• Through their network of spies, traders and informers, Genghis and his generals built up an exceptional understanding of the economic, military, and political conditions of the countries they wanted to attack . In 1221, Genghis's army rode 130 miles from Bamian to Ghazna, by way of Kabul, in two days . Every man learned to ride from the age of three, and served in the army from the age of fourteen until he was sixty .
  • In 1211, when Genghis Khan attacked the Jin territory in northern China, his army comprised about 110,000 Mongol soldiers . In 1219, when the Mongol army moved into Kwarizm territory, the army numbered some 150,000 soldiers, but to these he had added many auxiliaries, including Kurds, Turks, Turkomans, and even Chinese .
  • In 1227, Genghis Khan conquered the Xixia Kingdom and died of illness in the same year at the Liupan Mountain . His body was brought to bury at unknown place near Burkhan Khaldun mountain.
  • Before Genghis Khan died, he assigned Ogedei Khan as his successor and split his empire into khanates among his sons and grandsons . His descendants went on to stretch the Mongol Empire across most of Eurasia by conquering and / or creating vassal states out of all of modern - day China, Korea, the Caucasus, Central Asian countries, and substantial portions of modern Eastern Europe and the Middle East .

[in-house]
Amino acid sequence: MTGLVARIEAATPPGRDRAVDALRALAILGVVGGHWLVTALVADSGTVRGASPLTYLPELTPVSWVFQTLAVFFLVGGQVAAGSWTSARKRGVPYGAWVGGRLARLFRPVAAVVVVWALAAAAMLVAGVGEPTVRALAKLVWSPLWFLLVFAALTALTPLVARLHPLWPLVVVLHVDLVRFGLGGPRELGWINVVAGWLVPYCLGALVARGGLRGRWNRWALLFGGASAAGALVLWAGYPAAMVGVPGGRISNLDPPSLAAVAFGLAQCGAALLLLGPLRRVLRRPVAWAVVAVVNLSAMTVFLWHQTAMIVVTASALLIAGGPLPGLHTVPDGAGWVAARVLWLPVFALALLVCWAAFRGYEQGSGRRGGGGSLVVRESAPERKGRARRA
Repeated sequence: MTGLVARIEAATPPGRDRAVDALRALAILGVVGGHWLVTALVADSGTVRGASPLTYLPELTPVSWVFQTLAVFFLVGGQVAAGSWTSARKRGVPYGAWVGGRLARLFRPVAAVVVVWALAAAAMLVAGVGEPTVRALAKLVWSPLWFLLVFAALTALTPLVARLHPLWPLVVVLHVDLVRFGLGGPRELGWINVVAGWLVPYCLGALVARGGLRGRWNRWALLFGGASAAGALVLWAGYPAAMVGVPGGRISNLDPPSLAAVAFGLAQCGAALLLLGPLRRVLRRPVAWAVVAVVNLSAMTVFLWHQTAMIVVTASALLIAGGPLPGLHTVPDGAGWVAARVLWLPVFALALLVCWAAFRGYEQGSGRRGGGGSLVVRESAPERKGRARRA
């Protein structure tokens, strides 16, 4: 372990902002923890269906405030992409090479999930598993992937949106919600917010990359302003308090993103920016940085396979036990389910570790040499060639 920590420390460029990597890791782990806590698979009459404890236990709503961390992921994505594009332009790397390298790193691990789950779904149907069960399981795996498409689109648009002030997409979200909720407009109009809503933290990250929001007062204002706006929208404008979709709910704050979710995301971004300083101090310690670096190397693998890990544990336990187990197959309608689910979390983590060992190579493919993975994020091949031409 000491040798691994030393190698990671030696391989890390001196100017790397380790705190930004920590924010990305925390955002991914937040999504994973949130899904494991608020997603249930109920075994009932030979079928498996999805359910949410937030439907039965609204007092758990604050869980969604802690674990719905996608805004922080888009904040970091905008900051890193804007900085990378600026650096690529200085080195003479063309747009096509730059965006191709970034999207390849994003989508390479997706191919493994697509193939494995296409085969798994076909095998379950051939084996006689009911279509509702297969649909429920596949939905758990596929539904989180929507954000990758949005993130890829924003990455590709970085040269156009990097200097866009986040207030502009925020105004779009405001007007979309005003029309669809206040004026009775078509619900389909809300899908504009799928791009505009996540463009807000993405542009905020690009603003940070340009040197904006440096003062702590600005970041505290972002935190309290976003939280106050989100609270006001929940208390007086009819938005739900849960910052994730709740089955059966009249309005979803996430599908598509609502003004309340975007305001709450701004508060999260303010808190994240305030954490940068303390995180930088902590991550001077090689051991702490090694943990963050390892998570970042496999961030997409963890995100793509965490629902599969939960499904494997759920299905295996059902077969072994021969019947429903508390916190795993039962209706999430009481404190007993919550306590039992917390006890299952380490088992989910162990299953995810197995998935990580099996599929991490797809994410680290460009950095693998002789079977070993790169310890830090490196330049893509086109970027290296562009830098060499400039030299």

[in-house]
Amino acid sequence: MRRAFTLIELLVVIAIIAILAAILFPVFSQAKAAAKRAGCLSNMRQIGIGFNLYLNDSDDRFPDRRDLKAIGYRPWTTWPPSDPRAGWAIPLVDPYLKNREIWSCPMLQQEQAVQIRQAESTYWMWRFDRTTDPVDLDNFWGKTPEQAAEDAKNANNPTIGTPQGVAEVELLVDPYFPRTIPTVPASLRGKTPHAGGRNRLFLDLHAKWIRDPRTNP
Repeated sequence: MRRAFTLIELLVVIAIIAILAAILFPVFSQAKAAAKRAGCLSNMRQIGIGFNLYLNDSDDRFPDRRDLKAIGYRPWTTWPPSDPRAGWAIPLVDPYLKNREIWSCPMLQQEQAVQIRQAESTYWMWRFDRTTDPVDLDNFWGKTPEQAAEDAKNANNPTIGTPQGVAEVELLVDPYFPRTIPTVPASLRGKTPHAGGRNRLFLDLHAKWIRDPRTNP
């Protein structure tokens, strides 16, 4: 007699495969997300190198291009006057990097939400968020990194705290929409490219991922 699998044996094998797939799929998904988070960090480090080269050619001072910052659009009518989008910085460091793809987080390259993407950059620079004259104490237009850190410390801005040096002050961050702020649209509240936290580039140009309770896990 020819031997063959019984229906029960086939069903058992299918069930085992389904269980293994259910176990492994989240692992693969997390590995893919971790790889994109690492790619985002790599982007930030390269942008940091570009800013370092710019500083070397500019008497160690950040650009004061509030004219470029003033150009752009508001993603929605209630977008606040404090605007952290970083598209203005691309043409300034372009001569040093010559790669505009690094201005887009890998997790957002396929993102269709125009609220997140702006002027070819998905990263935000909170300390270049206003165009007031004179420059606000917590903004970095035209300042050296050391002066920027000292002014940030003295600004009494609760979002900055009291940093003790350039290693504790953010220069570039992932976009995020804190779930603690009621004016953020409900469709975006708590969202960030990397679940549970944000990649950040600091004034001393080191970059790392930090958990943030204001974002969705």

• The present tomb of Genghis Khan is actually just a symbol of his burial place, in which the tradition of holding an annual grand sacrificial ceremony has been kept until now, and a complete set of rites and system has been gradually formed.
  • By rewarding skill and allegiance, and punishing those who opposed him,Genghis Khan established a vast empire and the most powerful empire to ever exist . Upon his death, Genghis's grandson Kublai Khan took over the empire, founding the chinese - style Yuan dynasty Mongol rule brought relative peace to Asia, leaving China accessible to foreign visitors, such as Marco Polo . After the Yuan Dynasty was founded, Genghis Khan was honored as Emperor Taizu of Yuan . Kublai Khan
  • Genghis Khan's Arts of War were based on five key elements : speed, suddenness, ferocity, variety of tactics, and iron discipline .
  • #1 Crow Soldiers and Scattered Stars Tactics ( also known as Ocean Waves Tactics ) When facing the enemy, the army would split into small groups consisting of three to five soldiers to avoid being surrounded . When the enemy regrouped, the Mongols too regrouped. They were to appear suddenly , like something dropping from the sky, and disappear like lightning. The attack would be signalled by a shout or the crack of a whip. One hundred cavalrymen could surround one thousand enemy soldiers and one thousand cavalrymen could control a front thirty-three miles long in order to attack the enemy at the right place and the right moment.
  • Enemy Crow Soldiers and Scattered Stars Tactics
  • #2 The Cavalrymen Charge Tactics (also known as Chisel Attack Tactics) A group of cavalrymen would make a direct charge into the enemy line . If the first charge failed, a second and even third group would attack . No matter how great the opposition, even if they numbered a hundred thousand, they were unable to withstand the charges . Finally, in response to a signal, the Mongol cavalrymen would charge from all directions into the enemy lines in order to destroy their formation .